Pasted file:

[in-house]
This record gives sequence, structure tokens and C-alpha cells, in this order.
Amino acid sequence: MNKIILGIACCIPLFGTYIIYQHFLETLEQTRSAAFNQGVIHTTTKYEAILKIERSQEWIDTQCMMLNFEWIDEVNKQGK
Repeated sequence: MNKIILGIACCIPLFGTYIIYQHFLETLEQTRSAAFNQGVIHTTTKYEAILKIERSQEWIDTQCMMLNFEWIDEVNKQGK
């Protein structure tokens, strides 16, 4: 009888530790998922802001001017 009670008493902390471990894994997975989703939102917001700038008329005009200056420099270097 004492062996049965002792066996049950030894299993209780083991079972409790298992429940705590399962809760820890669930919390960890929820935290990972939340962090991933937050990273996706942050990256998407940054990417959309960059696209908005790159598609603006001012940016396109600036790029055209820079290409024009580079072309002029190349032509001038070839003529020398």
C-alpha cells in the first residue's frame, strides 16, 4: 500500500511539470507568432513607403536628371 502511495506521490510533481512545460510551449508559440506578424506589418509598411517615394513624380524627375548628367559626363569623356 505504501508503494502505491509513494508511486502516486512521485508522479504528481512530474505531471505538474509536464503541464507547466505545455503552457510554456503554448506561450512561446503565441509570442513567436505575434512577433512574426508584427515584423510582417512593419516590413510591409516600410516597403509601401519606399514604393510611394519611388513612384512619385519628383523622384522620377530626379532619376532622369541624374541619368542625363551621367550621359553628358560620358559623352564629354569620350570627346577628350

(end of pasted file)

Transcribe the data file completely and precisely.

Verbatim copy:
[in-house]
This record gives sequence, structure tokens and C-alpha cells, in this order.
Amino acid sequence: MNKIILGIACCIPLFGTYIIYQHFLETLEQTRSAAFNQGVIHTTTKYEAILKIERSQEWIDTQCMMLNFEWIDEVNKQGK
Repeated sequence: MNKIILGIACCIPLFGTYIIYQHFLETLEQTRSAAFNQGVIHTTTKYEAILKIERSQEWIDTQCMMLNFEWIDEVNKQGK
């Protein structure tokens, strides 16, 4: 009888530790998922802001001017 009670008493902390471990894994997975989703939102917001700038008329005009200056420099270097 004492062996049965002792066996049950030894299993209780083991079972409790298992429940705590399962809760820890669930919390960890929820935290990972939340962090991933937050990273996706942050990256998407940054990417959309960059696209908005790159598609603006001012940016396109600036790029055209820079290409024009580079072309002029190349032509001038070839003529020398």
C-alpha cells in the first residue's frame, strides 16, 4: 500500500511539470507568432513607403536628371 502511495506521490510533481512545460510551449508559440506578424506589418509598411517615394513624380524627375548628367559626363569623356 505504501508503494502505491509513494508511486502516486512521485508522479504528481512530474505531471505538474509536464503541464507547466505545455503552457510554456503554448506561450512561446503565441509570442513567436505575434512577433512574426508584427515584423510582417512593419516590413510591409516600410516597403509601401519606399514604393510611394519611388513612384512619385519628383523622384522620377530626379532619376532622369541624374541619368542625363551621367550621359553628358560620358559623352564629354569620350570627346577628350